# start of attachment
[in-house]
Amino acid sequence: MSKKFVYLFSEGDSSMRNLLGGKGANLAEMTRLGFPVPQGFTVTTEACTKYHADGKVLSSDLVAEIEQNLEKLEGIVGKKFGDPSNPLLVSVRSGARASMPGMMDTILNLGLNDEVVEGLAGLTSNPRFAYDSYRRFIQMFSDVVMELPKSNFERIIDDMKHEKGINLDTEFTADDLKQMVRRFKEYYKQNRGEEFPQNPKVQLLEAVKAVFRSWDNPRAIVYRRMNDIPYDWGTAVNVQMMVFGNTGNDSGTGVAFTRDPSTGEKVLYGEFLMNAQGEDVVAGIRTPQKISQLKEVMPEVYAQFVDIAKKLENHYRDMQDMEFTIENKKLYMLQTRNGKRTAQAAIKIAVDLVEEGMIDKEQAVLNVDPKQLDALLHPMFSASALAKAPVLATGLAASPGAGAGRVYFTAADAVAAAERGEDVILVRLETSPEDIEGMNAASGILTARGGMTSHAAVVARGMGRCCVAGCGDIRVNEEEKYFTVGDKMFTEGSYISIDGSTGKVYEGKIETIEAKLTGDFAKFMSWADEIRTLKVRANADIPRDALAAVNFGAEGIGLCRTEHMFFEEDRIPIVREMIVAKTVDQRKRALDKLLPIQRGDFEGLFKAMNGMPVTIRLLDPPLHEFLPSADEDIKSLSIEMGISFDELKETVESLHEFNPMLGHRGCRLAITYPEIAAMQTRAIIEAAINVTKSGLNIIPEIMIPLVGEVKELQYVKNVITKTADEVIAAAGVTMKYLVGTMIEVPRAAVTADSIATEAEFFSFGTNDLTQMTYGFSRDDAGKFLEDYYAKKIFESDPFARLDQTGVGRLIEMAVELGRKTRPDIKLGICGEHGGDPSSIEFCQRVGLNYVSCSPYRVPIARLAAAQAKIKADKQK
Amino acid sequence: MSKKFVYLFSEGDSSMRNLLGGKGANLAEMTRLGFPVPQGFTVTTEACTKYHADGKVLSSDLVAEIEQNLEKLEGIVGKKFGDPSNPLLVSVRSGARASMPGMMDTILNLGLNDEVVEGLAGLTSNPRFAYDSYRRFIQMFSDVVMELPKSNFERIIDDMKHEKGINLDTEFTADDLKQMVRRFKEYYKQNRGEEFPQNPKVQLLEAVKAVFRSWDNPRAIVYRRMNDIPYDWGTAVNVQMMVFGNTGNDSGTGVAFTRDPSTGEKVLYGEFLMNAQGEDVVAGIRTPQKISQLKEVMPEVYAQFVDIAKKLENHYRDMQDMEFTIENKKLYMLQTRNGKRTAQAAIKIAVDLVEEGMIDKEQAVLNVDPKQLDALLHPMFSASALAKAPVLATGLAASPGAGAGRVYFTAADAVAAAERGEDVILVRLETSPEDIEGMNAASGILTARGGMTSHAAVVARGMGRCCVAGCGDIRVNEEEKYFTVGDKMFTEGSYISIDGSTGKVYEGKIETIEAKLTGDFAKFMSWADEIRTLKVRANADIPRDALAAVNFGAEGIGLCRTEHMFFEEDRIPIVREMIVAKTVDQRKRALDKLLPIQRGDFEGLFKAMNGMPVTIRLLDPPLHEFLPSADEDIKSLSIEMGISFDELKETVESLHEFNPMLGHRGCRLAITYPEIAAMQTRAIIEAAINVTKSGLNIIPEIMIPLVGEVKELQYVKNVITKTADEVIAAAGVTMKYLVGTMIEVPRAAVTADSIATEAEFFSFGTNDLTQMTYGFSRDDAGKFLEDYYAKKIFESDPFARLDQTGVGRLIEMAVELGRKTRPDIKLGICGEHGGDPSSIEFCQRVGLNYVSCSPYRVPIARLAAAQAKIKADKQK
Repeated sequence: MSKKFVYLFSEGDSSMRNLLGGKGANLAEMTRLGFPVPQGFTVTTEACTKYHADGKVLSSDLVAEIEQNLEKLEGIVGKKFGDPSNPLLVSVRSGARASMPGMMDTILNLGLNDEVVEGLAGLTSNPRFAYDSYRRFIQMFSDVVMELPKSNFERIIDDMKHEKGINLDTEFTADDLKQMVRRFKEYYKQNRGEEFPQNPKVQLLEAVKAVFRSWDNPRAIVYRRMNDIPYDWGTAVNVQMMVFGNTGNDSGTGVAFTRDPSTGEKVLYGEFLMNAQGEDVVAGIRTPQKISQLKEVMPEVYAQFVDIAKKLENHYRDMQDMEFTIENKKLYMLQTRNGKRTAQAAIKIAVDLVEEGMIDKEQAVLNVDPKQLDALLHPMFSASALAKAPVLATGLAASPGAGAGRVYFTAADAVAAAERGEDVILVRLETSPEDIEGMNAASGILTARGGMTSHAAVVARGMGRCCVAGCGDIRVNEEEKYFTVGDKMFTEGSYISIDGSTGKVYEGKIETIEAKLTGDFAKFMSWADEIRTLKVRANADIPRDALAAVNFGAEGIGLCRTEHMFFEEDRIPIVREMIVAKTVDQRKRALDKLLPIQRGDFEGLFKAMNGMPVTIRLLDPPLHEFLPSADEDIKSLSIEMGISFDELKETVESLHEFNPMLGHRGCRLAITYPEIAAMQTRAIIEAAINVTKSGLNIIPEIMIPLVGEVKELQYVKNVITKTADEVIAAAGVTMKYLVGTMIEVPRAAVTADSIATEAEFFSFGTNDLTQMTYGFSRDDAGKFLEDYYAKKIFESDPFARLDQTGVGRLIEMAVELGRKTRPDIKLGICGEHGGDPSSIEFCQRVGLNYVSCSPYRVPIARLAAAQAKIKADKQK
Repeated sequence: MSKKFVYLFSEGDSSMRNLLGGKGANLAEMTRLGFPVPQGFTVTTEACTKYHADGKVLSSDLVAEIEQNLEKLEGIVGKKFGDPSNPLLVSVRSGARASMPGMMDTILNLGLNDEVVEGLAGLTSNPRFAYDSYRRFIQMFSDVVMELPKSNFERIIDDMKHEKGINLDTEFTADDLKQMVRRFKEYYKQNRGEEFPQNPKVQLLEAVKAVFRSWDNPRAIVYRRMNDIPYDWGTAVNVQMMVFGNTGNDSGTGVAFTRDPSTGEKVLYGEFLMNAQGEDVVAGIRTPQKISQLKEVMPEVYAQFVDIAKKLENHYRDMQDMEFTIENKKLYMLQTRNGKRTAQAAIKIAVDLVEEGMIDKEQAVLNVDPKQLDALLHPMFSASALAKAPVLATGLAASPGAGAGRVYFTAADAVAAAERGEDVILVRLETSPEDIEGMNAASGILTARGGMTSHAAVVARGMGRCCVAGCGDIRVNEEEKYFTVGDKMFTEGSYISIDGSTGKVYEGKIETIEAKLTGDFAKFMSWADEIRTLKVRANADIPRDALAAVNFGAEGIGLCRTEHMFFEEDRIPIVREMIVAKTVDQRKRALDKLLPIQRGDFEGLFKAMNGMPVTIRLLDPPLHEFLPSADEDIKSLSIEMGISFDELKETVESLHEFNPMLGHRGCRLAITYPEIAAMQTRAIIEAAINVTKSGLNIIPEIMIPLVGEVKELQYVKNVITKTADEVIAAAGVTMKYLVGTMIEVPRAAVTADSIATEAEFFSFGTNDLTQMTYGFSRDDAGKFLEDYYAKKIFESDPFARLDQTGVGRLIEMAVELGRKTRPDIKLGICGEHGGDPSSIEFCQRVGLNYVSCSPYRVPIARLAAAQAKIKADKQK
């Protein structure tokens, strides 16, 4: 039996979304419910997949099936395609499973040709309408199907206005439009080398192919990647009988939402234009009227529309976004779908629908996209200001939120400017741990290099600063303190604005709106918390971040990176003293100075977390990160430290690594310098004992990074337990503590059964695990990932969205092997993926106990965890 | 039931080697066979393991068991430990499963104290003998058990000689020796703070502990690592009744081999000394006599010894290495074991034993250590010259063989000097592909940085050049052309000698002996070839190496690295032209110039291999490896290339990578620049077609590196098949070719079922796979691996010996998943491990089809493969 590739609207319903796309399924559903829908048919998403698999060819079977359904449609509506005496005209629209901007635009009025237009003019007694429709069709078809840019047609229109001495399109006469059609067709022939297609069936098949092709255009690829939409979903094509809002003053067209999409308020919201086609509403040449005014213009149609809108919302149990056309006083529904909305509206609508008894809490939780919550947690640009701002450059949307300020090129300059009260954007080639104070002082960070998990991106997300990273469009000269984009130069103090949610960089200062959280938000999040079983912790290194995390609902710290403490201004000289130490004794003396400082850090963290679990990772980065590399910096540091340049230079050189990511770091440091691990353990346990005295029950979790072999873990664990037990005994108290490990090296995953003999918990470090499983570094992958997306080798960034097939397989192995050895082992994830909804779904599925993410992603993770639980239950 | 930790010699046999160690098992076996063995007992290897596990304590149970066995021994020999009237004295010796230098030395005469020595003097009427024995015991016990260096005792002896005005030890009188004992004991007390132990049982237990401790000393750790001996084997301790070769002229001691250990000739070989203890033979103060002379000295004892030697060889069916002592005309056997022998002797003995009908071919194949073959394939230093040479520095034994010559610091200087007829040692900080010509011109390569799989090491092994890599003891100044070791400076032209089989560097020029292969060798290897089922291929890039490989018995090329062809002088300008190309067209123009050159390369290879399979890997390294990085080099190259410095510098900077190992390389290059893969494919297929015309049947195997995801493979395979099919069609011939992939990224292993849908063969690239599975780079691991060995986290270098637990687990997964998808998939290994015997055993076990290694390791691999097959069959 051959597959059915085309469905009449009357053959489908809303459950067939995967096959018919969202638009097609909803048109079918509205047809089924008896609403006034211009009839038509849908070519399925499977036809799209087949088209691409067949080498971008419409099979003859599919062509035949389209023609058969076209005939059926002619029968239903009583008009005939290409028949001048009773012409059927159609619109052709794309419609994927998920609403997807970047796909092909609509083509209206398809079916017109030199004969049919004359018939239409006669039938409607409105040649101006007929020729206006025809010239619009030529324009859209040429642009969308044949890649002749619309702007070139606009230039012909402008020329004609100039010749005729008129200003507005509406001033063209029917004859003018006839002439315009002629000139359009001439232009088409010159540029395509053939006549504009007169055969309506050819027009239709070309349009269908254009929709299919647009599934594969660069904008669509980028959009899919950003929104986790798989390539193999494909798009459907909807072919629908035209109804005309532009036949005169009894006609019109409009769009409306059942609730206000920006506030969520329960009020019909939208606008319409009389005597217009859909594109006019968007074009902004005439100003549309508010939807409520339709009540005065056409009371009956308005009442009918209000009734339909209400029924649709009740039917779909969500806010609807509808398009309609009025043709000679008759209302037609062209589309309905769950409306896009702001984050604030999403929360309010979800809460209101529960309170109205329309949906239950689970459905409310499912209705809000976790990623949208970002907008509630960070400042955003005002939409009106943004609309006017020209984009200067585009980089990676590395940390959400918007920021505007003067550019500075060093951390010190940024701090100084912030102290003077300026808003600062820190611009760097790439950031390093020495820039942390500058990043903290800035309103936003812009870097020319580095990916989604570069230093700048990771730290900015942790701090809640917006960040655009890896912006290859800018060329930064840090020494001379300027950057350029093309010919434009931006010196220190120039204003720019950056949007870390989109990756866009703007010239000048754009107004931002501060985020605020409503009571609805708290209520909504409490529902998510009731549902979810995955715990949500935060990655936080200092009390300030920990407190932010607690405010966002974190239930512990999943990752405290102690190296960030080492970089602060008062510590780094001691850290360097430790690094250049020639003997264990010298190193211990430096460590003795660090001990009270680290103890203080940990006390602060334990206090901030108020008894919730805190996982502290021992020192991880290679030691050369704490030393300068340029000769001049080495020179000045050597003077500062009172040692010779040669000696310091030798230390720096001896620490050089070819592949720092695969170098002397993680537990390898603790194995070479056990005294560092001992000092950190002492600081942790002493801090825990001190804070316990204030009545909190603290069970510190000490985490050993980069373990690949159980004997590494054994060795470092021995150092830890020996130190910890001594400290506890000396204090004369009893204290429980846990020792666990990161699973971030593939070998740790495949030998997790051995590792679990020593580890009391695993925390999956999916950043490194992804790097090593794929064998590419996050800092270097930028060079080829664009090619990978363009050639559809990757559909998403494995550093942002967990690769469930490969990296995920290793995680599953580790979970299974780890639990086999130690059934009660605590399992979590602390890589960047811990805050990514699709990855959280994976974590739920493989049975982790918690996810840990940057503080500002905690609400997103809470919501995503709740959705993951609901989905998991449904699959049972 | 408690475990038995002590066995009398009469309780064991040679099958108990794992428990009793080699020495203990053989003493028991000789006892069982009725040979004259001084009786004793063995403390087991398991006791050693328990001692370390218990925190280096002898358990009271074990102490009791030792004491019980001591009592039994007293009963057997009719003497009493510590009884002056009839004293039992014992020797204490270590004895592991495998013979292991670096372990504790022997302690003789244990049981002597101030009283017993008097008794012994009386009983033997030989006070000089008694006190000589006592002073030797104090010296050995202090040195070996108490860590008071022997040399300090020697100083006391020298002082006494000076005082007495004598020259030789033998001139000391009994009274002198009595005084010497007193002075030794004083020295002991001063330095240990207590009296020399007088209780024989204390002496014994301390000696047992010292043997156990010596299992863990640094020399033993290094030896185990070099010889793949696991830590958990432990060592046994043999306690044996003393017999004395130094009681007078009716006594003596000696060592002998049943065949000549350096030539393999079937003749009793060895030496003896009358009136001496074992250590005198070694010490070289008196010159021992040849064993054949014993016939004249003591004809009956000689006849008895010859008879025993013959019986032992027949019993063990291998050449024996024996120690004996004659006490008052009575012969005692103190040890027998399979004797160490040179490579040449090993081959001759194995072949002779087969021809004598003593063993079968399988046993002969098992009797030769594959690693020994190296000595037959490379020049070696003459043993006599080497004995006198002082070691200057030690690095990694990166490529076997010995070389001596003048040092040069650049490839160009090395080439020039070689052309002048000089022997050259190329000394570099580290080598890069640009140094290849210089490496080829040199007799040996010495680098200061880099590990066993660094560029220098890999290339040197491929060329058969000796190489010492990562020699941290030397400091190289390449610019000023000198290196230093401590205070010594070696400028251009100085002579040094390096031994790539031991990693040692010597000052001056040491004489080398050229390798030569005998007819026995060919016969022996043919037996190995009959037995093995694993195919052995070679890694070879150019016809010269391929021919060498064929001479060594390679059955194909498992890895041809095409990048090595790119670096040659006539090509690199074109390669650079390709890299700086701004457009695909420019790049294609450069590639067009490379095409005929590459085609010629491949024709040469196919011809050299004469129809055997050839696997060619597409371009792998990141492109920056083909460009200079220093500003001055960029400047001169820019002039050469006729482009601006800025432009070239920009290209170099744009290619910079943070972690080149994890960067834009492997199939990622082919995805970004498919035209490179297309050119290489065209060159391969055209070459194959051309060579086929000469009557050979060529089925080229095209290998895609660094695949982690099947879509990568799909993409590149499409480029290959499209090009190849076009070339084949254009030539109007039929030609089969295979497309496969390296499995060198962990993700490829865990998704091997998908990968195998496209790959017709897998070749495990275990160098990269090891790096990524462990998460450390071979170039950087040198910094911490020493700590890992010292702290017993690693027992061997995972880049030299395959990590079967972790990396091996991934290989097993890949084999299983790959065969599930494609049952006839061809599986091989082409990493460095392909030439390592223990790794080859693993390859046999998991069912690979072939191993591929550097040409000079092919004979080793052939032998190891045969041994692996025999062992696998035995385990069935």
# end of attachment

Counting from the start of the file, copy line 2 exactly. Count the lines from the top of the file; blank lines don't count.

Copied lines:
Amino acid sequence: MSKKFVYLFSEGDSSMRNLLGGKGANLAEMTRLGFPVPQGFTVTTEACTKYHADGKVLSSDLVAEIEQNLEKLEGIVGKKFGDPSNPLLVSVRSGARASMPGMMDTILNLGLNDEVVEGLAGLTSNPRFAYDSYRRFIQMFSDVVMELPKSNFERIIDDMKHEKGINLDTEFTADDLKQMVRRFKEYYKQNRGEEFPQNPKVQLLEAVKAVFRSWDNPRAIVYRRMNDIPYDWGTAVNVQMMVFGNTGNDSGTGVAFTRDPSTGEKVLYGEFLMNAQGEDVVAGIRTPQKISQLKEVMPEVYAQFVDIAKKLENHYRDMQDMEFTIENKKLYMLQTRNGKRTAQAAIKIAVDLVEEGMIDKEQAVLNVDPKQLDALLHPMFSASALAKAPVLATGLAASPGAGAGRVYFTAADAVAAAERGEDVILVRLETSPEDIEGMNAASGILTARGGMTSHAAVVARGMGRCCVAGCGDIRVNEEEKYFTVGDKMFTEGSYISIDGSTGKVYEGKIETIEAKLTGDFAKFMSWADEIRTLKVRANADIPRDALAAVNFGAEGIGLCRTEHMFFEEDRIPIVREMIVAKTVDQRKRALDKLLPIQRGDFEGLFKAMNGMPVTIRLLDPPLHEFLPSADEDIKSLSIEMGISFDELKETVESLHEFNPMLGHRGCRLAITYPEIAAMQTRAIIEAAINVTKSGLNIIPEIMIPLVGEVKELQYVKNVITKTADEVIAAAGVTMKYLVGTMIEVPRAAVTADSIATEAEFFSFGTNDLTQMTYGFSRDDAGKFLEDYYAKKIFESDPFARLDQTGVGRLIEMAVELGRKTRPDIKLGICGEHGGDPSSIEFCQRVGLNYVSCSPYRVPIARLAAAQAKIKADKQK